Overview of Batch Processing

Introduction to batch processing in the All of Us Researcher Workbench

With the launch of genomic data in the All of Us Researcher Workbench, the amount and complexity of data now available provides the opportunity for larger-scale genomic research, both in breadth (types of analyses) and scale (eg, number of samples). The All of Us Researcher Workbench now includes pre-alpha support for running batch processes, allowing you to automate and parallelize repetitive steps in your analyses. 

We believe researchers will have other downstream use cases, such as filtering, format conversions (eg, PLINK bed to GENESIS Genomic Data Storage), and/or custom QC.  Since these are bulk processing steps that vary between researchers, we recommend researchers use batch processes to automate this work. This will help users avoid repeating manual steps and help apply the same processing steps to different sets of data. If you have a task or script you want to run multiple times or to process a lot of files (e.g. all of the VCF files in the WGS joint callset), you may find benefits of using a batch process in lieu of an analysis notebook.

Three tools have been added to the Researcher Workbench to support batch processing: 

  1. Cromwell + WDL
  2. Nextflow
  3. dsub

Which batch processing tool should you use? 

Batch Processing Limitations 

Internet Access Restriction

Within the Researcher Workbench, internet access is restricted from batch VMs. With the exception of Google APIs, VMs are unable to send or receive network traffic including files, APIs, or packages/code.

If you need to load additional data, tools, or scripts from your batch VMs, you can first load these to any accessible Cloud Storage location (including your workspace bucket). You can then download these files onto your batch VM using dsub’s data localization or by using gsutil from within your batch process script.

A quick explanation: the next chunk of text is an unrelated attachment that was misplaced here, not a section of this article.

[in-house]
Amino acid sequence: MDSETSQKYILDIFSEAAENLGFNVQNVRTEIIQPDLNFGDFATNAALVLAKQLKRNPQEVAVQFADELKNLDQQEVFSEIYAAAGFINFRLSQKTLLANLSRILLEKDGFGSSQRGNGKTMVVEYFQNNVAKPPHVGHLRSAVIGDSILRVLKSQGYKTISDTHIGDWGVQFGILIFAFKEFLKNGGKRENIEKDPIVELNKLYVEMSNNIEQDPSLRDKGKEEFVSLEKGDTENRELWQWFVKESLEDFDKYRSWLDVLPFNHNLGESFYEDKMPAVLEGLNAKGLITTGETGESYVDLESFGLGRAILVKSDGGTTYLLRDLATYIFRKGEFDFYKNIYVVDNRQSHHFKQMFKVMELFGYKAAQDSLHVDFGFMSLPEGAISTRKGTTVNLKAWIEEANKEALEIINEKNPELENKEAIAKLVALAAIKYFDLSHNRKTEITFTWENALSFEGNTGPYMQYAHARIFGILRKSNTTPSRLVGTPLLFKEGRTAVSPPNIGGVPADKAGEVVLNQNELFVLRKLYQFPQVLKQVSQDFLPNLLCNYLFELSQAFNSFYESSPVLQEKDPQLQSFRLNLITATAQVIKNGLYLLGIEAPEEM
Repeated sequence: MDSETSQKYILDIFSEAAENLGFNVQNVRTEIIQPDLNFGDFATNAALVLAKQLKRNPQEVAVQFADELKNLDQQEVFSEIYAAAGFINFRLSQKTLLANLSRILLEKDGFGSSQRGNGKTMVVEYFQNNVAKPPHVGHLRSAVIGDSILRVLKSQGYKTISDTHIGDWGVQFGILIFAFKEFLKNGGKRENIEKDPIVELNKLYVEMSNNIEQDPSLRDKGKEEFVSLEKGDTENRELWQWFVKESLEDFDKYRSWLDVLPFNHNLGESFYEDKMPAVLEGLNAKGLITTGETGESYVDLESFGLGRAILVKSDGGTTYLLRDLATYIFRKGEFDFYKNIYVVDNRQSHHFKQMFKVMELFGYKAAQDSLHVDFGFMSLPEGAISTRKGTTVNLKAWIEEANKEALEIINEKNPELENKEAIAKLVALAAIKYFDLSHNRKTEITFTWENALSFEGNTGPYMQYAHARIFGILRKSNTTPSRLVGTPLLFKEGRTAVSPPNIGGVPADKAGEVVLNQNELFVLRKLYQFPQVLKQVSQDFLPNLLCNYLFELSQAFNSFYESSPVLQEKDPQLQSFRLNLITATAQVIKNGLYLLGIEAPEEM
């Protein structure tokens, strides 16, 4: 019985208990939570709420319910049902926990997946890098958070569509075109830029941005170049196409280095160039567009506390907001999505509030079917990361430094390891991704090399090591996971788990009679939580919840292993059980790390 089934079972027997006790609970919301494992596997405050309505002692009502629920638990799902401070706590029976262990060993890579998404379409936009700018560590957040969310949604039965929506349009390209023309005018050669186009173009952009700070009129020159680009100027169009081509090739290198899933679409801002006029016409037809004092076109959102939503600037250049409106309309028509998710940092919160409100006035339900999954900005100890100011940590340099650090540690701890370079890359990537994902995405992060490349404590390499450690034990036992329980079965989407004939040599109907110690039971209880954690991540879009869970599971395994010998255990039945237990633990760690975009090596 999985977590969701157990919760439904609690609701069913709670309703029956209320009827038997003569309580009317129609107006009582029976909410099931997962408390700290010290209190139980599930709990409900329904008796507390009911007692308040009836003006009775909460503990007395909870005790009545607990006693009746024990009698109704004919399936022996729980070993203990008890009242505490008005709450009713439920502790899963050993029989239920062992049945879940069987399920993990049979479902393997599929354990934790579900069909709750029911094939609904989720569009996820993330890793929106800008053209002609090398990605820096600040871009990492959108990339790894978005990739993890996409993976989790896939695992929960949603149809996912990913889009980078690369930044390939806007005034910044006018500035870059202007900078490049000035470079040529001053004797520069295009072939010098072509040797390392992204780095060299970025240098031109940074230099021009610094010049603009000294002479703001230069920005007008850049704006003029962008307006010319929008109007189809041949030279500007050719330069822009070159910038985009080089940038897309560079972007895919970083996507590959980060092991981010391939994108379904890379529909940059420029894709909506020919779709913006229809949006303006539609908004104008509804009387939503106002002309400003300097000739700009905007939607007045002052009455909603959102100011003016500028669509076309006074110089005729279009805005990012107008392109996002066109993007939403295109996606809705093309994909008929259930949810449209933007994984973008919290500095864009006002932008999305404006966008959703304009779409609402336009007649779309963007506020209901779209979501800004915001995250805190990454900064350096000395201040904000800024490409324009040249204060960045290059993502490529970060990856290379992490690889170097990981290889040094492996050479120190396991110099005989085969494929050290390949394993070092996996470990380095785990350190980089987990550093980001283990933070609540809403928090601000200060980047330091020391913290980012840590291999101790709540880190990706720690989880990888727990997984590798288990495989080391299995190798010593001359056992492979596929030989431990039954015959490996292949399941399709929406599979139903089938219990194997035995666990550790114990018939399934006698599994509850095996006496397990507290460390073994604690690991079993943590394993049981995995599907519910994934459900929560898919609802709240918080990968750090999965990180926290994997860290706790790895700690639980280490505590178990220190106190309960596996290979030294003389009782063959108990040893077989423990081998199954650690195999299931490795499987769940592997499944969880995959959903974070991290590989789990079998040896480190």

Only Google Container Registry is supported for docker images 

Due to the Internet access restriction on Workbench batch VMs, standard docker repositories such as Docker Hub will not be accessible. It is instead recommended to configure all tasks to run public docker images from Google Container Registry (GCR).  Typically, GCR docker URLs start with `us.gcr.io/` (eg, "us.gcr.io/broad-gatk/gatk:4.2.5.0" for the GATK 4.2.5.0 docker image in GCR) as opposed to a string (eg, “broadinstitute/gatk:4.2.0.0” for the GATK 4.2.5.0 in dockerhub).  

When using third-party workflows in the Researcher Workbench, researchers must check that each task uses GCR images.  In WDL, this can be found in the docker tag in the runtime block of each task.  In Nextflow, this can be found in the process.container tag in the configuration file.

If you have a specific image that you want to use, and cannot find it in GCR, please reach out to our support team support@researchallofus.org.  

Note: images in GCP Artifact Registry are not currently available.

Docker container images in GCR

Each of these docker images is a lightweight, standalone, executable package of software that includes everything needed to run an application: code, runtime, system tools, system libraries and settings.  Below is a list of tools and the associated public docker images in GCR that will work with batch processes:  

Hail in workflows is unsupported

Hail can be used in limited capacity, if the Hail code can be run on a single node (ie, no dataproc cluster is needed). If you need to do analyses with more than a single node, we do not recommend using Hail in workflows at this time. Hail in the interactive notebook environment supports use of Dataproc clusters, but the support in AoU workflows is rudimentary.

Compute cost must be estimated manually

There is no instrumentation in the Researcher Workbench to track workflow cost. In order to determine the compute cost of a workflow, researchers will need to estimate the cost of the VMs and the time spent on each VM. Please note that storage cost is a separate cost and RWB uses standard storage for workspace buckets.

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